So you’ve spotted a house you really like, and it ticks all the boxes. But there is just one problem. According to the agent (or the listing on Rightmove or Zoopla), the house is listed as “under offer”.
Don’t worry, there is still hope. Even though it is close to be off the market, it is not yet sold. In fact, you can always make an offer on an “under offer” (or even “sold STC”) property.
In this article, we’ll take a closer look at what happens at this point in the home buying process and explain why you still have a chance.
What does it mean when a property is “under offer”?
If a property is “under offer”, it usually means that the seller has received an offer from a buyer and is considering it. It may be that the offer is lower than the asking price or that the seller has received several offers from a few potential buyers at once and is taking his time choosing between interested parties.
However, some agents will use “under offer” when an offer has been accepted, but before any contract has been exchanged. This means that the sale of the property is not yet legally finalized.
What is the difference between “under offer” and “sold STC”?
If you see a property labeled “sold under contract”, “sold STC” or “SSTC”, it usually means that the seller has received and accepted an offer from a buyer.
At this point in the home buying process, the potential buyer will apply for their mortgage and complete assignment inquiries and verifications. A lot can go wrong at this point, causing the sale of the home to fail, so the property may even come back on the market.
Sometimes these two terms are used interchangeably, so it’s worth checking to see if an offer has actually been accepted so you know exactly what’s going on.
Can you view and bid on a property that is “under offer” or “sold STC”?
Yes you can! Interested buyers can still make an offer on an “under offer” or “sold STC” property.
This is because the sale of the home is not legally binding until the buyer’s attorney and the seller’s attorney – both called conveyancing attorneys – have formally reviewed and accepted signed contracts. identical. Once this is done, the buyer pays their deposit, the mortgage money is released by the lender and the sale is finalized.
Until that happens? The house is technically still up for grabs!
Making a better offer after another buyer has had theirs accepted is called gazumping. It’s totally legal, although perhaps a bit unethical. The buyer who gets tricked will certainly not be happy, because he will miss a property he loved and will have to pay the bill for the non-reimbursable mortgage, the survey and the lawyer’s fees.
But, ultimately, there’s not much they can do about it. You can request house viewings in the usual way, even if the properties are listed as Under Offer or SSTC. And if you like what you see enough to make an offer, the agent is obligated to forward any new offers to the seller.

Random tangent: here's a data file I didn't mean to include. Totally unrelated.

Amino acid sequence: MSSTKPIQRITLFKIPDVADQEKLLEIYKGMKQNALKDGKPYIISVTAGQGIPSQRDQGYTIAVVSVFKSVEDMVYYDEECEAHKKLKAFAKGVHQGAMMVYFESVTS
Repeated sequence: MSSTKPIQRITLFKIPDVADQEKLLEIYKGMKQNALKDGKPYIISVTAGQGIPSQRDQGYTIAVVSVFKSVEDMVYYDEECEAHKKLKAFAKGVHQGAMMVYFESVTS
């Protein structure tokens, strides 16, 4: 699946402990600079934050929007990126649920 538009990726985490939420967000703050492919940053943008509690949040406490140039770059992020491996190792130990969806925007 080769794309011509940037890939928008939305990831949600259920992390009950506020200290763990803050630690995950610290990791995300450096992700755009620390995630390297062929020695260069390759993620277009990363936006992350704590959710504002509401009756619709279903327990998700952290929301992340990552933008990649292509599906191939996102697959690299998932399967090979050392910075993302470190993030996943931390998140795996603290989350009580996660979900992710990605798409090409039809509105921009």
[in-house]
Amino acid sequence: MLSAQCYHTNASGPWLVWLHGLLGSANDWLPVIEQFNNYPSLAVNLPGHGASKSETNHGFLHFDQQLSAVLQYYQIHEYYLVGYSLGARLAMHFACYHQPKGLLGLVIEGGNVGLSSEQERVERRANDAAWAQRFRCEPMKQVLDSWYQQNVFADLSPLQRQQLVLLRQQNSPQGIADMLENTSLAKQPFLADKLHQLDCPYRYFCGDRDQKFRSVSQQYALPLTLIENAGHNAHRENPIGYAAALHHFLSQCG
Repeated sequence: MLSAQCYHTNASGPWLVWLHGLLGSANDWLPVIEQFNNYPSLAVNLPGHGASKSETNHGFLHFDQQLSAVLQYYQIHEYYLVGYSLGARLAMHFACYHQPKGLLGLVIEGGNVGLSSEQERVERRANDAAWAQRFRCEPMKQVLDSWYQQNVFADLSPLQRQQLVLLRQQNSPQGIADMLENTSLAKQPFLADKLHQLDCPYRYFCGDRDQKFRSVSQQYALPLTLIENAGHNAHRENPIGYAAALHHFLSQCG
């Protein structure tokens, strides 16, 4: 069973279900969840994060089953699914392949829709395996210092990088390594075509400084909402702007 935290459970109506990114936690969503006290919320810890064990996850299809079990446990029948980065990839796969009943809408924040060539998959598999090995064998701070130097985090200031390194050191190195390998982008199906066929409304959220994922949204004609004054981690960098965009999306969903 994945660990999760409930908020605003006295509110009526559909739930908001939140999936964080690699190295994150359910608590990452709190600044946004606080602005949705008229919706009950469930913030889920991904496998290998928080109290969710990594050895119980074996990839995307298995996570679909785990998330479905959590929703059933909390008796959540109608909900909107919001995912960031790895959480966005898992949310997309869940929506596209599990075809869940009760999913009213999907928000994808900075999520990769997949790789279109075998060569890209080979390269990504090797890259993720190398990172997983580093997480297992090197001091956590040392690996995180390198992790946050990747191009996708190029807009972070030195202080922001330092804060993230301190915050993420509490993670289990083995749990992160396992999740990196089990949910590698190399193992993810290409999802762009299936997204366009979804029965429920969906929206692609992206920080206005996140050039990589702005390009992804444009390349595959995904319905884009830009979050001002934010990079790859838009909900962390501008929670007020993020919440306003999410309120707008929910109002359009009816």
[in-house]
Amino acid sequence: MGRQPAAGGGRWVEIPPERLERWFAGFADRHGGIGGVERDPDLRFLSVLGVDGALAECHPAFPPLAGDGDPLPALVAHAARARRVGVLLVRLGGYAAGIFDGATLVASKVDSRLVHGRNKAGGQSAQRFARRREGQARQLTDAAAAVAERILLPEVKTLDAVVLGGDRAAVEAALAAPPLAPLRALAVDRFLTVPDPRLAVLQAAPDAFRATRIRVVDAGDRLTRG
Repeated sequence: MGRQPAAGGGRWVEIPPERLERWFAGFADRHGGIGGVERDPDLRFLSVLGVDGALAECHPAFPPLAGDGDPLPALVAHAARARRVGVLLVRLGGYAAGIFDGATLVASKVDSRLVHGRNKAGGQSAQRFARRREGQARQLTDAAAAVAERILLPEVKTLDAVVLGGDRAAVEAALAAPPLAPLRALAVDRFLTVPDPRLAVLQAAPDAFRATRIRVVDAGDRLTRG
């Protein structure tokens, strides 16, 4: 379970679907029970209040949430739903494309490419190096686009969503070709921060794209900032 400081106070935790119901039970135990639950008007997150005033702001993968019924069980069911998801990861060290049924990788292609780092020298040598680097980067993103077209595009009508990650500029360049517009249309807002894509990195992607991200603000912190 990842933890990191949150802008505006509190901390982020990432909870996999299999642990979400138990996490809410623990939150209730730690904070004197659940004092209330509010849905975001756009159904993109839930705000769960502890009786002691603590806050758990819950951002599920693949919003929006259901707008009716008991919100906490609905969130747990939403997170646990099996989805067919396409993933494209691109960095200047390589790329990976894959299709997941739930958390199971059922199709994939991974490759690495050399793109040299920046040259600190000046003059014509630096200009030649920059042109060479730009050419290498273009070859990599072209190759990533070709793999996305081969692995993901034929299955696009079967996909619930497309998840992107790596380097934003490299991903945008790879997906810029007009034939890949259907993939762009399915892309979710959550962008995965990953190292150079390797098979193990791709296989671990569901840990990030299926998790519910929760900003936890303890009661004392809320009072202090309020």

You may find that your (higher) offer is more tempting to the seller, but you don’t always have to go higher. You can simply match the existing offer, but demonstrate that you can act faster (because you are a cash buyer or not part of a real estate chain). If the seller wants a quick sale and the first bidder is dragging their feet, you could outsell them and win.
Note: if it is your offer that is “under bid” or “sold STC”, it is a good idea to ask the seller to remove the property from the market to reduce the risk of gazumping. They don’t have to, so establishing a good relationship with them as early as possible will help here. You’ll also want to move the home sale forward quickly to avoid last-minute rivals, so make sure you have your mortgage paperwork in order.
How long can a property be “under offer”?
There is no limit to how long a property can be “under offer”. It all depends on how long the seller takes to accept the offer in question.
Then both parties will need to go through the rest of the home buying process before the exchange of contracts can take place. Often weeks or months can pass between submitting the offer and finalizing the purchase. As we said, it is only after this step that the house is officially taken off the market.
The time frame for buying a home can vary depending on a number of factors. If the process goes smoothly, it could only take three months, or even up to six if things get stuck. That’s plenty of time for a new buyer to squeeze in a higher offer on a property that is “under offer” or “sold under contract.”
Read more: How long does it take to buy a house?
Why is gazumping less common in Scotland?
Gazumping is far less common in Scotland, simply because all property purchases are handled by estate agents who are bound by strict rules. Law Society of Scotland rules.
Once an offer has been formally submitted by Buyer’s Counsel and accepted by Seller’s Counsel, Seller’s Counsel can not accept other offers. If the seller wishes to explore another offer, he will have to find a completely new lawyer to do so.
So you box make an offer on a property that has already had an accepted offer in Scotland. But you will have a harder time convincing the seller, because he will have to consider that it is worth (and the expense) to drop his lawyer.
Read more: How long does it take to buy a house in Scotland?
Whether you’re a buyer considering making an offer on a property or worried about getting caught out, Habito’s comprehensive home buying service can help. We’ll walk you through everything and let you track progress on your own personalized dashboard.
Learn more here.